The postcard was sent in 1911 - 111 years ago. Another surprise - the cinema is mentioned on the back.
The castle Osterburg is located in the Thuringian Vogtland. It lies prominently above the river Weida and the town of the same name.
The cinema Oktyabr (October) on Novy Arbat opened in 1967 to commemorate the 50th Anniversary of the October Revolution.
It was a purpose-built twin screen cinema, with 2.450 seats in the big hall and 442 seats in the small basement cinema. The main auditorium was equipped with Stereo 70 projection. Michail Posokhin, Ashot Mndoyants, Yuri Popov, A. Zhbakov, V. Turchinovich, G. Umnov were the architects.
Cinema's facade is decorated with a mosaic panel made of natural stone, dedicated to the theme of the October Revolution (artists N. Andronov, A. Vasnetsov, V. Elkonin and L. Syrkin). This panel has the status of an object of cultural heritage of regional significance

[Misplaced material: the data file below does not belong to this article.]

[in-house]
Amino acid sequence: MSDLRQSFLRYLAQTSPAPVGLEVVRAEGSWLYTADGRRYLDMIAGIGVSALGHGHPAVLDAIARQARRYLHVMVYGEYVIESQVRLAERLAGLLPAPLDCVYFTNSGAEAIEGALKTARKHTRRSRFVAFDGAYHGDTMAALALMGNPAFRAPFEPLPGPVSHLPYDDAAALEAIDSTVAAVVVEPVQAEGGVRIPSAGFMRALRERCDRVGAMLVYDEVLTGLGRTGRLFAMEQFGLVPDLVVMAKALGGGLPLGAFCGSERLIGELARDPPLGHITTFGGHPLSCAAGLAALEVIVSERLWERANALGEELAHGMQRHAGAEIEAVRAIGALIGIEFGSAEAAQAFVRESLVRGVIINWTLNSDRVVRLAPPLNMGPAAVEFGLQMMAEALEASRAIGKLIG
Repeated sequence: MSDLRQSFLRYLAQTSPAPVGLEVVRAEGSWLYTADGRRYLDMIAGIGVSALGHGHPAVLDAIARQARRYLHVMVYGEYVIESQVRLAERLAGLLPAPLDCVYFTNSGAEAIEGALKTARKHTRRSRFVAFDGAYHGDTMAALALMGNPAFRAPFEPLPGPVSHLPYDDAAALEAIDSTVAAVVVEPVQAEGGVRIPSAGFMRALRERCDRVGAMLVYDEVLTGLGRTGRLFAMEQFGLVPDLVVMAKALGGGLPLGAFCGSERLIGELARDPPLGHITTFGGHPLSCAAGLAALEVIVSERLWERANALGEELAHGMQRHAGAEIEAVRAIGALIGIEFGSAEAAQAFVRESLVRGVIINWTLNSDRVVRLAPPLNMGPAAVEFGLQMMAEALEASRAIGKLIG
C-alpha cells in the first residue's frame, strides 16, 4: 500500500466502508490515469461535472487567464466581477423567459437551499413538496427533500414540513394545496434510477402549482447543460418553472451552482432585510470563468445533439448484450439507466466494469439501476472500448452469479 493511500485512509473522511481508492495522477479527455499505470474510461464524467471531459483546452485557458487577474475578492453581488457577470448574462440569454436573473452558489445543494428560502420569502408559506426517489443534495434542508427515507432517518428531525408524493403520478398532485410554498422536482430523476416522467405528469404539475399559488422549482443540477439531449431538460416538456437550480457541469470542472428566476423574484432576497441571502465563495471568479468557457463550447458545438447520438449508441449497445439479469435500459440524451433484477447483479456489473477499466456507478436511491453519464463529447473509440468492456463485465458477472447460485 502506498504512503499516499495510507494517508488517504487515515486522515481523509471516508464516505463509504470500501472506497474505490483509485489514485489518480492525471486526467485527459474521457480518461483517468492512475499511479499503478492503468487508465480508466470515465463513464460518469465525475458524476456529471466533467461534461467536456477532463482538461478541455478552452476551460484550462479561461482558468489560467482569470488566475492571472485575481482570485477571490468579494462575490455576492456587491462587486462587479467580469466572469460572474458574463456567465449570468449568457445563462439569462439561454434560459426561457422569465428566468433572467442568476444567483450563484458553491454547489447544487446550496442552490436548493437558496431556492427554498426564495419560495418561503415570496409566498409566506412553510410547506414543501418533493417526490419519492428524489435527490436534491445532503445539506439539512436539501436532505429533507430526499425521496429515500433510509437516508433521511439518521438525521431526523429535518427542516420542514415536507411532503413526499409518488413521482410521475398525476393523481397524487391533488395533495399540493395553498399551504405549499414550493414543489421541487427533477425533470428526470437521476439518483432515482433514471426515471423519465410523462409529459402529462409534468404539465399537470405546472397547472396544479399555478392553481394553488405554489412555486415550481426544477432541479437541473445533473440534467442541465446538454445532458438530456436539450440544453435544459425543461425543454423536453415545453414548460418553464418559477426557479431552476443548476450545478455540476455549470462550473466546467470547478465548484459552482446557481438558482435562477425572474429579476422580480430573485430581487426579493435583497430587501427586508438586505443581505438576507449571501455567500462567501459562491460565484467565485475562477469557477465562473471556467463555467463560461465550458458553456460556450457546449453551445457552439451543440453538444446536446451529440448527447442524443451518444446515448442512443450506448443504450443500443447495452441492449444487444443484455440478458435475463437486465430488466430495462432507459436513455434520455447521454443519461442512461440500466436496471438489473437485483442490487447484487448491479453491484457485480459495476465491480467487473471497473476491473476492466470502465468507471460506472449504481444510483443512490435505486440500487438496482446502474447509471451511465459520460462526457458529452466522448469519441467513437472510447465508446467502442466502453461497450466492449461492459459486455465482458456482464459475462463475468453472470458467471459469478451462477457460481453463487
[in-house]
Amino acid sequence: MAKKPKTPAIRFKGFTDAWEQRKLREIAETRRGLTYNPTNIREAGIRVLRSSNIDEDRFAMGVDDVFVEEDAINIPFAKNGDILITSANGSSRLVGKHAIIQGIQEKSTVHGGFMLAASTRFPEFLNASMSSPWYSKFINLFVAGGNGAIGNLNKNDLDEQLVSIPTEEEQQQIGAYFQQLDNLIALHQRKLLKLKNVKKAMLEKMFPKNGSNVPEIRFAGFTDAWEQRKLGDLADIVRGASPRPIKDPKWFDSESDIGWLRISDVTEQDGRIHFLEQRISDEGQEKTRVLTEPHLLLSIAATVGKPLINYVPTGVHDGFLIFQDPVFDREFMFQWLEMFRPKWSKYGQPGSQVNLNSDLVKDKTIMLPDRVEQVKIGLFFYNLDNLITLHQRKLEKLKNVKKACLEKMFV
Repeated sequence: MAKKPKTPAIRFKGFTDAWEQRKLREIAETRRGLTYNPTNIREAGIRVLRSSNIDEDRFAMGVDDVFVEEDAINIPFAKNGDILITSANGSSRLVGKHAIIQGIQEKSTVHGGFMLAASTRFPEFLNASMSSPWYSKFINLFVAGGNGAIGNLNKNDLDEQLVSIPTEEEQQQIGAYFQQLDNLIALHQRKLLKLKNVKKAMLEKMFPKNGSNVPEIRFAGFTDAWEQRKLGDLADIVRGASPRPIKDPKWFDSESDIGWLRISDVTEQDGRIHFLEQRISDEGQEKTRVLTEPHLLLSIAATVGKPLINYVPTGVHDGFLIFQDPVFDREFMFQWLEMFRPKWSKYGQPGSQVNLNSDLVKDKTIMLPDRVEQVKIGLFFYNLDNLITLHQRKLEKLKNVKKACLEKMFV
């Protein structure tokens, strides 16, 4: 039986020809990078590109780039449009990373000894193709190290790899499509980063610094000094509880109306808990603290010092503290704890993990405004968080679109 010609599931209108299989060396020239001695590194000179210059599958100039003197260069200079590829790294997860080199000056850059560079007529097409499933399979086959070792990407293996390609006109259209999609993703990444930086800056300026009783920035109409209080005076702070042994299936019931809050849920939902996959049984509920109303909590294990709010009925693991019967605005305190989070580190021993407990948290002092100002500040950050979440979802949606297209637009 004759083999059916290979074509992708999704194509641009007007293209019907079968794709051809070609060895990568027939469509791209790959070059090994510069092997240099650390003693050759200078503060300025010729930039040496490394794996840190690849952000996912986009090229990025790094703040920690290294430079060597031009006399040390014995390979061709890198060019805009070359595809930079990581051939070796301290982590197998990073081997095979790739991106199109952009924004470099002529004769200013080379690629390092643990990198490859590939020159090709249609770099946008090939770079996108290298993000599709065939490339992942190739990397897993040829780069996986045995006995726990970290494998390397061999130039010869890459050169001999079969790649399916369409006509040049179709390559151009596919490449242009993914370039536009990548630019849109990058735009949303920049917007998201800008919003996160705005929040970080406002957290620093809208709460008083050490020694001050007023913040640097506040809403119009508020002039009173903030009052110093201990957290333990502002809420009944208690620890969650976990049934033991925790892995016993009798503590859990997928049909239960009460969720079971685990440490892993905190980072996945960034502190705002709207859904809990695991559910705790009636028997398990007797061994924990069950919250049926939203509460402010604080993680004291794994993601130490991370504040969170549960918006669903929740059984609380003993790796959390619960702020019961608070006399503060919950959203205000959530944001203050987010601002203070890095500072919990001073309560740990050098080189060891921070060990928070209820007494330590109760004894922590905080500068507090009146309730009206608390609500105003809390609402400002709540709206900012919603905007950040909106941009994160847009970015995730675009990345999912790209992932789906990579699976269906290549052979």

In the interior of the cinema there is a stained-glass window made by the Lithuanian artist Algimantas Stoshkus based on his other work Song of Life.
In 2005 the cinema was converted into a 11-screen multiplex with 1.518 seats in the biggest hall.
Today it is operated by the Karo chain of cinemas and is one of the host cinemas of the Moscow Film Festival.
The postcard was published by APN - the Soviet Press agency and was sent in 1969. I don't know why it has this color.
Lübtheen is a village near Hamburg. Today it has about 4.600 inhabitants and no cinema.
The postcard was published in 1979.
I couldn't find much information about the cinema on the postcard. allekinos.com writes, the cinema was opened on June 15th, 1919 and closed about 1990. There weren't shown movies every day. It seems the hall belonged to the restaurant Deutsches Haus at the right.